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Cebu’s Street Food Takes The Spotlight On Netflix’s Much Buzzed About New Food Show

On April 26, a new culinary series debuts on Netflix. Coming from the creators of Chef’s Table, the new series is entitled Street Food, and true to its name, it goes for a grittier, more realistic look at the culinary landscape across Asia. In each of the nine episodes, a different country’s street food will be featured, and lined up for the first season are Thailand, Japan, India, Indonesia, Taiwan, South Korea, Vietnam, Singapore, and the Philippines. Yes, we can be very proud and look forward to Episode 9 which was filmed in Cebu.



The premise behind the show is that one way to really get to know a country is to explore its street food, the culinary offerings that are the country’s most basic, and yet can surprise the palate and yield delicious, unexpected offerings. And in true Netflix documentary fashion, the show intends to go beyond the culinary offerings, and scratch the surface by examining the lives of the food vendors and entrepreneurs behind these special dishes.


photo by Netflix/Magic Liwanag

(L-R) Food writer Jude Bacalso, Leslie Enjambre, Ian Secong, Entoy Escabas, Rubilyn Marayon, Chef Myke “Tatung” Sarthou


To effectively launch this new series, a salu-salo was hosted by Netflix at Chef Jordy Navarra’s Toyo Eatery (the lone Filipino entry at #43 in this year’s Asia’s 50 Best Restaurants list). Naturally, Jordy and the Netflix bigwigs were on hand as the four Cebuano food vendors were flown in and treated to Toyo’s interpretation of the dishes that caught the attention of the Street Food production team.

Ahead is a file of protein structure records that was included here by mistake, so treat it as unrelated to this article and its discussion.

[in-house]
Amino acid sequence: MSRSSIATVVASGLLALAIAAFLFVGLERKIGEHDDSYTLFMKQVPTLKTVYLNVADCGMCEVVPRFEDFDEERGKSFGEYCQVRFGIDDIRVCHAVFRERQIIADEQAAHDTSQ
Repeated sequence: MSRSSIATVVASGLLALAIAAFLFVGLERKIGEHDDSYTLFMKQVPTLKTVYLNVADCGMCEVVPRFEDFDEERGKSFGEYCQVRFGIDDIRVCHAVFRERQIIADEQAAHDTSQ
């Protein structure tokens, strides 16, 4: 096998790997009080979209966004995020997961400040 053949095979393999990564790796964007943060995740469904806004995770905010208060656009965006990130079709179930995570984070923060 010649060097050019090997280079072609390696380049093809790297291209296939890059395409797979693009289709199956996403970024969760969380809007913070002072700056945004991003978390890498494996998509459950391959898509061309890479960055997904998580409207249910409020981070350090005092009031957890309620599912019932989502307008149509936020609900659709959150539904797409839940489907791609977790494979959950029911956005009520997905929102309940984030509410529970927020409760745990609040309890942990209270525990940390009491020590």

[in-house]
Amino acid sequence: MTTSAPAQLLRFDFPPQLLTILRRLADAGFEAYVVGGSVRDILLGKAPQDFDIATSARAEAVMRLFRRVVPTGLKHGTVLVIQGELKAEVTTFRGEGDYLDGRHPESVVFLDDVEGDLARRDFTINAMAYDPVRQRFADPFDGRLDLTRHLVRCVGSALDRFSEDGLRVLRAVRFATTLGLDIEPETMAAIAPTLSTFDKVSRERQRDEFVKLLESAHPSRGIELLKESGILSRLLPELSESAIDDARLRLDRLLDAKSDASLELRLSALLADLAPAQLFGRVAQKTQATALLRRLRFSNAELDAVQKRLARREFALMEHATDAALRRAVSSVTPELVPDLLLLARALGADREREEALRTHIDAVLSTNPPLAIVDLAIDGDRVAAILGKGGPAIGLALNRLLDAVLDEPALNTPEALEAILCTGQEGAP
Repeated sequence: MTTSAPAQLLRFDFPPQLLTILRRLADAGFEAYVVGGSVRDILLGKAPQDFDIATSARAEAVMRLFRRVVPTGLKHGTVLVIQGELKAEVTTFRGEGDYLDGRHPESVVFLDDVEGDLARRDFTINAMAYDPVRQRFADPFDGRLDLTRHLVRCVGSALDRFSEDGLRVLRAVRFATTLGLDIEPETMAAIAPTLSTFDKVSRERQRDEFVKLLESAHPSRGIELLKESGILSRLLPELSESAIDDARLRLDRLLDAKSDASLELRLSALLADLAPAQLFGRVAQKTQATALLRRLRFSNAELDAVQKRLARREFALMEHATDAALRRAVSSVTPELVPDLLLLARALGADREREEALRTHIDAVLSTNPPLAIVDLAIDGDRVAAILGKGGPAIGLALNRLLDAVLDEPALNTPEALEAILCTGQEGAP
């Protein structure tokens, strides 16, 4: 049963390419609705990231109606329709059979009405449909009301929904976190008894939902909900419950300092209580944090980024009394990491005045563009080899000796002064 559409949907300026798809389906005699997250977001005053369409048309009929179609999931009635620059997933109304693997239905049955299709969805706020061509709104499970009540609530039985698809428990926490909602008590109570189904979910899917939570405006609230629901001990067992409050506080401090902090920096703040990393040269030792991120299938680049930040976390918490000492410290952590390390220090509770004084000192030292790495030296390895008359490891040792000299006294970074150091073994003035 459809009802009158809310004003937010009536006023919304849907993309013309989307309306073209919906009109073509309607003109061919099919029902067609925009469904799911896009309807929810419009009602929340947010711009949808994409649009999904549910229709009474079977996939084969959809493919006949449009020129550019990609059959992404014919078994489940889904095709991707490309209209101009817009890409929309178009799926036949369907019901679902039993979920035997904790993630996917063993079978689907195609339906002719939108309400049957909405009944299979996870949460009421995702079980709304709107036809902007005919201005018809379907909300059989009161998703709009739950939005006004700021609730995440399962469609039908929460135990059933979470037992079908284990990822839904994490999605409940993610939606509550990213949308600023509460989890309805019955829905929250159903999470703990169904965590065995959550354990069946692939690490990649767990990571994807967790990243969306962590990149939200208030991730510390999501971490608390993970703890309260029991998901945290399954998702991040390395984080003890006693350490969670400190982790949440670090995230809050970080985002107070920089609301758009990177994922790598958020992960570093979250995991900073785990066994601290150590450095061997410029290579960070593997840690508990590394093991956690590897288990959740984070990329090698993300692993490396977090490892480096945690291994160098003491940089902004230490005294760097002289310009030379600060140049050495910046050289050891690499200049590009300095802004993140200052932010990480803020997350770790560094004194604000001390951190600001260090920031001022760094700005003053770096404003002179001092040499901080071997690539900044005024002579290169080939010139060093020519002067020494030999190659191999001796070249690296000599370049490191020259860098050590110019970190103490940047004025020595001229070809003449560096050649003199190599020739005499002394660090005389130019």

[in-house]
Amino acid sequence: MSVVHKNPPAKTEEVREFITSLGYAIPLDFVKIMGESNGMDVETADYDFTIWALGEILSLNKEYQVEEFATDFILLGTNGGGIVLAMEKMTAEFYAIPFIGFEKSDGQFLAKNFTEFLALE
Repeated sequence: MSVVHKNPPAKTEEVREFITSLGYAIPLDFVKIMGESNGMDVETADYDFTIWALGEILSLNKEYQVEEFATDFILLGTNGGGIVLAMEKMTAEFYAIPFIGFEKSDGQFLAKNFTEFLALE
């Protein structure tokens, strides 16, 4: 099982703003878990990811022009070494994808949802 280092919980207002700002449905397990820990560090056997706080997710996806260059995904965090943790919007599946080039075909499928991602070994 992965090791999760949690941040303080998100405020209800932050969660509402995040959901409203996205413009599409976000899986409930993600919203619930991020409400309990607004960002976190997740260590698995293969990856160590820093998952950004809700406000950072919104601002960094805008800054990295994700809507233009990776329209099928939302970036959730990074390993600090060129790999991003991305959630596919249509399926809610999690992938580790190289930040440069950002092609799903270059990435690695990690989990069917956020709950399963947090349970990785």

Leslie Enjambre hails from Talisay and runs the family-owned lechon stall, while Entoy Escabas is known for his Reef Eel Soup and its aphrodisiac qualities. Rubilyn Manayon serves a special Lumpia that combines both fried and fresh lumpia preparation, and Ian Secong improvised on a traditional Cebu dish, the Tuslob Buwa, which basically makes use of pig’s brain and ears, mixed with sticky rice.


I was seated near Rubilyn and Leslie and they were wonderful to talk to; genuinely surprised over the attention being given to them, and being flown to Manila for the event. Rubilyn recounted how the hours of taping for the show’s few minutes of actual screen time was a real wake-up call for her as she didn’t realize it would take up so much of her time. She even joked about how she had to ask a cousin to man the stall while she flew here to Manila.

Entoy, famous for his Nilarang Bakasi stew, admitted how intimidated he was when the Toyo staff asked him to demonstrate how he makes his soup using the high-tech Toyo facilities and equipment. And he laughed, saying that the substitution of catfish for his reef eel meant the soup had now lost its aphrodisiac qualities.




The new series premieres on April 26, and keep a look out for Episode 9, when these Cebu food vendors will be featured.